I might not be alone here: I spent a long time building my product and did almost no idea validation activity beforehand. Totally wrong. Completely backwards. Doomed for failure, probably.
Whether or not it's doomed for failure is still to be determined. But I'm in a much better place now to give success its best shot.
Xapnik started as me doing the classic 'scratch your own itch' activity. So, in almost no way whatsoever did I do any market validation while I was building it. I was building it for fun and learning.
As I showed it to people, though, I started to think Xapnik had potential beyond a cool project for me and my friends. Yet, my "Spidey" sense wasn't tingling in response to any of the potential toe-hold markets that people were suggesting. Each one seemed to me to have a lot of reasons why Xapnik wouldn't resonate strongly enough to create super fans.
This went on for months. While I was still coding I was also trying different target-user ideas out, not really finding anything that seemed like it had lots of potential. It impacted my ability to create an effective landing page, elevator pitch, etc. I didn't know what I was trying to say because I didn't know who I was trying to say it to.
Then, earlier this week, I listened to the IH podcast interview with Sam Parr of The Hustle. Because of Sam's demeanor, I immediately had a reaction of, "oh I'm gonna have to take this guy with a huge grain of salt." But to my surprise, Parr kept saying things that triggered big AHA moments for me.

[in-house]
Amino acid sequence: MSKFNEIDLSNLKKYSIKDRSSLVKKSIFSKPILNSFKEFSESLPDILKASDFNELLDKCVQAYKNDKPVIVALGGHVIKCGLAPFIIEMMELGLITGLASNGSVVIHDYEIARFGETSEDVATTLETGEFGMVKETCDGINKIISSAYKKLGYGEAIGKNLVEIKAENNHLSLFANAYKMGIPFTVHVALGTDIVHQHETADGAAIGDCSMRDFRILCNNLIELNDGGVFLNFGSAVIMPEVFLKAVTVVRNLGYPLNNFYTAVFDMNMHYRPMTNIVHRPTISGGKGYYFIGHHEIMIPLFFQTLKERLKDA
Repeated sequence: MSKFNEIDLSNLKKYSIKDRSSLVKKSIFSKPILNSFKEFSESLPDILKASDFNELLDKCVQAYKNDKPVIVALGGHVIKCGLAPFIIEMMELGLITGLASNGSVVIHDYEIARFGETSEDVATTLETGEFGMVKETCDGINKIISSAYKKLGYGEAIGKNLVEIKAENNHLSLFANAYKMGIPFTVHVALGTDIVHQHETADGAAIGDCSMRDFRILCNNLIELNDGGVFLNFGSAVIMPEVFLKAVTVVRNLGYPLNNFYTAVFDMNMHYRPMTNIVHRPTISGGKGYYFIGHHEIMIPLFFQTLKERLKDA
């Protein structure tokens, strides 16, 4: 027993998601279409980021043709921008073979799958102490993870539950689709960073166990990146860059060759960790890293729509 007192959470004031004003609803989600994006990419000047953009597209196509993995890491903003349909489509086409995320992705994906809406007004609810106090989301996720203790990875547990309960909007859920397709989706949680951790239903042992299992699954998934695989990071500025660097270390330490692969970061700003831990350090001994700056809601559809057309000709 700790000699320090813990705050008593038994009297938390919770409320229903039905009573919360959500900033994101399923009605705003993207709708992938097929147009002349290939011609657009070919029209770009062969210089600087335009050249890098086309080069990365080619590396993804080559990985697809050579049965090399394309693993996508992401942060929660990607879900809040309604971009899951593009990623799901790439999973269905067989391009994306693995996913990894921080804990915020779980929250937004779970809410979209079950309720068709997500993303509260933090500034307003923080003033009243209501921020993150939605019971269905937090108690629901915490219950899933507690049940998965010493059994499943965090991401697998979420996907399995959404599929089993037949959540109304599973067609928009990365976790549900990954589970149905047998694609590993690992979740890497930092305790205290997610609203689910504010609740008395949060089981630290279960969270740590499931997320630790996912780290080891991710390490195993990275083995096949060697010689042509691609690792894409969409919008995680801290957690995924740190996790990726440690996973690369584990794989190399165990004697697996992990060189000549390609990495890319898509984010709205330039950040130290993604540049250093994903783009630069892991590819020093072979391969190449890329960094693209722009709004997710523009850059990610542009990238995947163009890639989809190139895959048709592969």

The biggest AHA moment was when Parr said that founders who want to make money should focus on a customer who wants to make money with their product. That's a customer who will see real value in your product, or let you know you're not delivering enough value.
Boom. What a great way to focus and filter my thinking.
This sent me on a research project brainstorming about who is the user who'd really and truly get the most value out of what Xapnik does. Who'd immediately understand? After a few false positives, I finally came upon organizers who are running paid Slack and Discord communities.
Anyone who's charging people to be part of Slack or Discord is delivering significant value to those paid users. They want to nurture and grow that community. Examples are YouTubers, Twitch personalities, subject matter experts/gurus with learning courses, etc. Inviting their paid users to private Xapnik groups, and regularly actively engaging those users on their various social media accounts, could create significant additional value for those paid users.
So, now I have a very clear picture of who I'm targeting, and why, which helps everything else fall into place—where to find these users, what kind of language they use, what's important to them, where to research their biggest problems and challenges, etc.
This doesn't mean I'm right, of course. Xapnik may not catch on with that market. But testing it'll be straight forward. I'll be able to gather data and make decisions from there. And that's a giant leap from where I've been up til now.
So, thanks IH podcast and Sam Parr. TIL.